Bo Kluea: Off the beaten track to visit our sponsored children

I always look forward to World Vision's  Child Sponsor Trips as this means that I would get to meet my sponsored child and his/her family. This is the fifth time I have been on a child sponsors trip and each time I never fail to marvel at how much my small contribution benefits the community and my sponsored child.

Each visit is special and unique and I have the privilege of experiencing a different culture, food, beautiful scenery, and most of all, access to parts of the country where a regular tourist would never get to go. I love that I am travelling “off the beaten track” and yet enjoying a safe and comfortable experience thanks to the fantastic, caring World Vision teams in each ADP (Area Development Programme).

I first met some of the other child sponsors at the pre-trip briefing. After that we communicated through WhatsApp on ideas for gifts and activities for the school children we were going to visit as well as for our sponsored children.

We were welcomed at Nan airport by Bo Kluea ADP staff, Ms Yajai whose competence and patience made our trip so smooth. We also had the company of YiPing, whose excellent English and mischievous sense of humour made our trip so much more enjoyable. We piled into two comfortable vans for the 2-hour journey to Bo Kluea Fah Sai resort, our home away from home for the next 5 days. On route, we stopped at Big C, a huge department store, to purchase additional gifts for our sponsored children that were too bulky to buy from Singapore such as blankets and school bags.

My room at Bo Kluea Fah Sai was clean and spacious, with an ensuite bathroom. At Fah Sai resort, we were fed a sumptuous Thai breakfast each morning before setting off on our visits to schools and villages. The best part was having our breakfast on the verandah, enjoying the view of the hills enveloped in a mysterious mist.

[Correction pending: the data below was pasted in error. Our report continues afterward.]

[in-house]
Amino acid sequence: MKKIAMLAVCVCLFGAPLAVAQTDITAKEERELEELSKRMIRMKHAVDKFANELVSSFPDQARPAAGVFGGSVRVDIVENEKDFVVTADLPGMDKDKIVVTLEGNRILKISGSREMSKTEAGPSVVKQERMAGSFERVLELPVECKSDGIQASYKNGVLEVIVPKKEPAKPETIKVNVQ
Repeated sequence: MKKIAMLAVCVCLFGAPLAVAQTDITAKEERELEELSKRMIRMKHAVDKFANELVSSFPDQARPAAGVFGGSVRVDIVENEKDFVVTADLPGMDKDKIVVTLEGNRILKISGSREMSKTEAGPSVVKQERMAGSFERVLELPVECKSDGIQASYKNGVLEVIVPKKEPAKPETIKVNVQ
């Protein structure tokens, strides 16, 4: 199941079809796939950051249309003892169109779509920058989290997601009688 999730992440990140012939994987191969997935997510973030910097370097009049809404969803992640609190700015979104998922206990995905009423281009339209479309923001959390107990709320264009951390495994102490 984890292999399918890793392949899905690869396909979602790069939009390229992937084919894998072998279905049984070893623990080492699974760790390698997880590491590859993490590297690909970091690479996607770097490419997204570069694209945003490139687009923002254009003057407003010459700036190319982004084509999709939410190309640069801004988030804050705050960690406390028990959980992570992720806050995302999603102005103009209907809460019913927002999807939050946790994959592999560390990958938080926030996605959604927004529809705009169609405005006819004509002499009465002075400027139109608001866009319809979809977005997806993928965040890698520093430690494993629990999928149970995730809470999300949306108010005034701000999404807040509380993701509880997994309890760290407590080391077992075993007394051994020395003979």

Our days were packed with activities. On Day 2, after meeting the wonderfully warm and capable staff at the ADP, we headed off to Ban Nong Nan Child Care Development Centre (CCDC) where 17 undernourished and previously undernourished children aged 2 to 5 years old were enrolled. They gave a delightful song and dance performance. Their caregivers, mainly grandmothers, accompanied these children. For many in the CCDC, the breakfast and lunch provided were probably their only meals of the day. What was remarkable was that for under SGD6,000, all the children plus their caregivers could be fed for a year!

We helped cooked the lunch and enjoyed a tasty, nutritious meal with the children, caregivers and ADP staff in the Centre.

In the afternoon, we visited Ban Sapan School (170 students from kindergarten to grade 6, of whom 149 were registered children with World Vision).We had a really fun game where each tripper was teamed up with a group of 5-6 students and each team had to all stand on increasingly smaller pieces of newspaper. Needless to say, that was quite a challenge, but the creativity and enthusiasm of the students were awesome!

We were also given a tour of the student dormitories, and the vegetable plots and fishponds that the students tended to for their own consumption. The dorms, basic yet clean and tidy, made schooling possible for many of the students as they lived far away and would have had to walk 2-3 hours each way to school daily. We ended the day with a climb up to the lovely Ban Sapan Waterfall, a well-known local tourist site and one that was practically at the schools doorstep.

On Day 3 of our trip, we all packed into a “school bus” for the steep drive up Bo Kluea’s hillside to visit Ban Na Pong Village, a Luang hill tribe village.

The “school bus” was used to ferry school children walking down from the hills to pick-up points, and was really a lorry, similar to the kind that our hardworking foreign workers back in Singapore, travel in. As the road up was unpaved, we bounced every time we hit a deep rut, fortunately, thanks to skillful driving, we didn’t experience too many of those times when we levitated from our seats! The scenery up the hills was lovely and the whole ride was rather exciting and novel for city folks like us.